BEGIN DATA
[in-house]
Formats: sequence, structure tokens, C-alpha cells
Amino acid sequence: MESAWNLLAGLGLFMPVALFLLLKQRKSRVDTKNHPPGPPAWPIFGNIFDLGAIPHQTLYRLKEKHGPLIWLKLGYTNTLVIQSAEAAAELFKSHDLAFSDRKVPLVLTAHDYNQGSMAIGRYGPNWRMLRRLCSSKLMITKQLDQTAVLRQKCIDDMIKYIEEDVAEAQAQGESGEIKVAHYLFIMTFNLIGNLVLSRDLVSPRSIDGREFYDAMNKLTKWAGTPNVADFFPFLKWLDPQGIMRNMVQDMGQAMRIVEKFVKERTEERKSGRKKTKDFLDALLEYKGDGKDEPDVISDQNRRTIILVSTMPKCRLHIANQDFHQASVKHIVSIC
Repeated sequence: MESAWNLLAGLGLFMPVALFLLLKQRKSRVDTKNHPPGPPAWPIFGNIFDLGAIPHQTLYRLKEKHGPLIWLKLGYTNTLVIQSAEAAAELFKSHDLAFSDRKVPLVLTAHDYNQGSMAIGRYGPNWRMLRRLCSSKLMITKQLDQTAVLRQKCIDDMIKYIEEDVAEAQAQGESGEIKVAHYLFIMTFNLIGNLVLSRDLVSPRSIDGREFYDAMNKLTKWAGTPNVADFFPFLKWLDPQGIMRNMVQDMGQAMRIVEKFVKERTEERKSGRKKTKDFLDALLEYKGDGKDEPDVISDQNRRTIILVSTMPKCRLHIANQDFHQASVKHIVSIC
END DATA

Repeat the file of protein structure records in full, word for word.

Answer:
[in-house]
Formats: sequence, structure tokens, C-alpha cells
Amino acid sequence: MESAWNLLAGLGLFMPVALFLLLKQRKSRVDTKNHPPGPPAWPIFGNIFDLGAIPHQTLYRLKEKHGPLIWLKLGYTNTLVIQSAEAAAELFKSHDLAFSDRKVPLVLTAHDYNQGSMAIGRYGPNWRMLRRLCSSKLMITKQLDQTAVLRQKCIDDMIKYIEEDVAEAQAQGESGEIKVAHYLFIMTFNLIGNLVLSRDLVSPRSIDGREFYDAMNKLTKWAGTPNVADFFPFLKWLDPQGIMRNMVQDMGQAMRIVEKFVKERTEERKSGRKKTKDFLDALLEYKGDGKDEPDVISDQNRRTIILVSTMPKCRLHIANQDFHQASVKHIVSIC
Repeated sequence: MESAWNLLAGLGLFMPVALFLLLKQRKSRVDTKNHPPGPPAWPIFGNIFDLGAIPHQTLYRLKEKHGPLIWLKLGYTNTLVIQSAEAAAELFKSHDLAFSDRKVPLVLTAHDYNQGSMAIGRYGPNWRMLRRLCSSKLMITKQLDQTAVLRQKCIDDMIKYIEEDVAEAQAQGESGEIKVAHYLFIMTFNLIGNLVLSRDLVSPRSIDGREFYDAMNKLTKWAGTPNVADFFPFLKWLDPQGIMRNMVQDMGQAMRIVEKFVKERTEERKSGRKKTKDFLDALLEYKGDGKDEPDVISDQNRRTIILVSTMPKCRLHIANQDFHQASVKHIVSIC